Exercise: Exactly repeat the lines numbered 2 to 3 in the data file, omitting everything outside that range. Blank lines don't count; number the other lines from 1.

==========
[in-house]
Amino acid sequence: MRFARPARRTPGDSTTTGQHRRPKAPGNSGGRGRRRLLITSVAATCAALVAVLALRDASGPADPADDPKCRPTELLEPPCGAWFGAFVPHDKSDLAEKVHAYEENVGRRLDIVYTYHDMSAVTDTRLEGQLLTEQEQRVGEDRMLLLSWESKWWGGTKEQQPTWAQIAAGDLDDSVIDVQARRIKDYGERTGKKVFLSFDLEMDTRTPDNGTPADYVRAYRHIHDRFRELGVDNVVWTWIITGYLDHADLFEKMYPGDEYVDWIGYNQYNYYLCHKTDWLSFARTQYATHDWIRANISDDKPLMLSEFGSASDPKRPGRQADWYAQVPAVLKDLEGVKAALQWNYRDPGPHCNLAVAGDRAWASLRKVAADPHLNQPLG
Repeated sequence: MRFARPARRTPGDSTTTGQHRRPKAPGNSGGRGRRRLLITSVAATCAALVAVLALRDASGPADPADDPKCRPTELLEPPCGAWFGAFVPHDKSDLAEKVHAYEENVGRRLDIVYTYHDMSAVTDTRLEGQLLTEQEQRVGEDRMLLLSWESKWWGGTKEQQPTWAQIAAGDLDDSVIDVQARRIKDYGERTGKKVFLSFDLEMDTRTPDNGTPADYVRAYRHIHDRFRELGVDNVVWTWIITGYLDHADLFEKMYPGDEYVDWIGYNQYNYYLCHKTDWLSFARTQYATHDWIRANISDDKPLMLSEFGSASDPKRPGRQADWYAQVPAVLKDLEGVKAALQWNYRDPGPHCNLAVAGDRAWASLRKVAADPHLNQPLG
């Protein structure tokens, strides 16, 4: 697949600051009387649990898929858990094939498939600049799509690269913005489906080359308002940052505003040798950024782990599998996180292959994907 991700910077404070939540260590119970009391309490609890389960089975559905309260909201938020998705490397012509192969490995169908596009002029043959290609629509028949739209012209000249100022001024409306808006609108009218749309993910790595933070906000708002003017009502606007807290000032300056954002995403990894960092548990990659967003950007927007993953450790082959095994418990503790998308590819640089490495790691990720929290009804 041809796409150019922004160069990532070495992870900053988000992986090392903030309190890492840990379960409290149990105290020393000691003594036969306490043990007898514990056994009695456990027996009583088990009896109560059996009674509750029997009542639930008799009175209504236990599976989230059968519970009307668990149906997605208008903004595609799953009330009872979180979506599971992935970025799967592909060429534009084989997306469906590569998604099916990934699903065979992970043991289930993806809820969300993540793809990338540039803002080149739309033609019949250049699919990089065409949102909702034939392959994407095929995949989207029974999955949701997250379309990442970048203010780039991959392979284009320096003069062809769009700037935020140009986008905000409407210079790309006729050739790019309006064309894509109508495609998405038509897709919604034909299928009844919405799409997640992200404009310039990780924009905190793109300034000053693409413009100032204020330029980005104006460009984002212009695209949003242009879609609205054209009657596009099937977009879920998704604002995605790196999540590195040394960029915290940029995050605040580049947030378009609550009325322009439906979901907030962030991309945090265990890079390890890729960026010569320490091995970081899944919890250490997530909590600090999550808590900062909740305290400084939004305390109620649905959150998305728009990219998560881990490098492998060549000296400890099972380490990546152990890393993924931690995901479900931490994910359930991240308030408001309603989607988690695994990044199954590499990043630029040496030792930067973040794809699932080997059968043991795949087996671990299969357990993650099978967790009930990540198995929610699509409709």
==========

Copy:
Amino acid sequence: MRFARPARRTPGDSTTTGQHRRPKAPGNSGGRGRRRLLITSVAATCAALVAVLALRDASGPADPADDPKCRPTELLEPPCGAWFGAFVPHDKSDLAEKVHAYEENVGRRLDIVYTYHDMSAVTDTRLEGQLLTEQEQRVGEDRMLLLSWESKWWGGTKEQQPTWAQIAAGDLDDSVIDVQARRIKDYGERTGKKVFLSFDLEMDTRTPDNGTPADYVRAYRHIHDRFRELGVDNVVWTWIITGYLDHADLFEKMYPGDEYVDWIGYNQYNYYLCHKTDWLSFARTQYATHDWIRANISDDKPLMLSEFGSASDPKRPGRQADWYAQVPAVLKDLEGVKAALQWNYRDPGPHCNLAVAGDRAWASLRKVAADPHLNQPLG
Repeated sequence: MRFARPARRTPGDSTTTGQHRRPKAPGNSGGRGRRRLLITSVAATCAALVAVLALRDASGPADPADDPKCRPTELLEPPCGAWFGAFVPHDKSDLAEKVHAYEENVGRRLDIVYTYHDMSAVTDTRLEGQLLTEQEQRVGEDRMLLLSWESKWWGGTKEQQPTWAQIAAGDLDDSVIDVQARRIKDYGERTGKKVFLSFDLEMDTRTPDNGTPADYVRAYRHIHDRFRELGVDNVVWTWIITGYLDHADLFEKMYPGDEYVDWIGYNQYNYYLCHKTDWLSFARTQYATHDWIRANISDDKPLMLSEFGSASDPKRPGRQADWYAQVPAVLKDLEGVKAALQWNYRDPGPHCNLAVAGDRAWASLRKVAADPHLNQPLG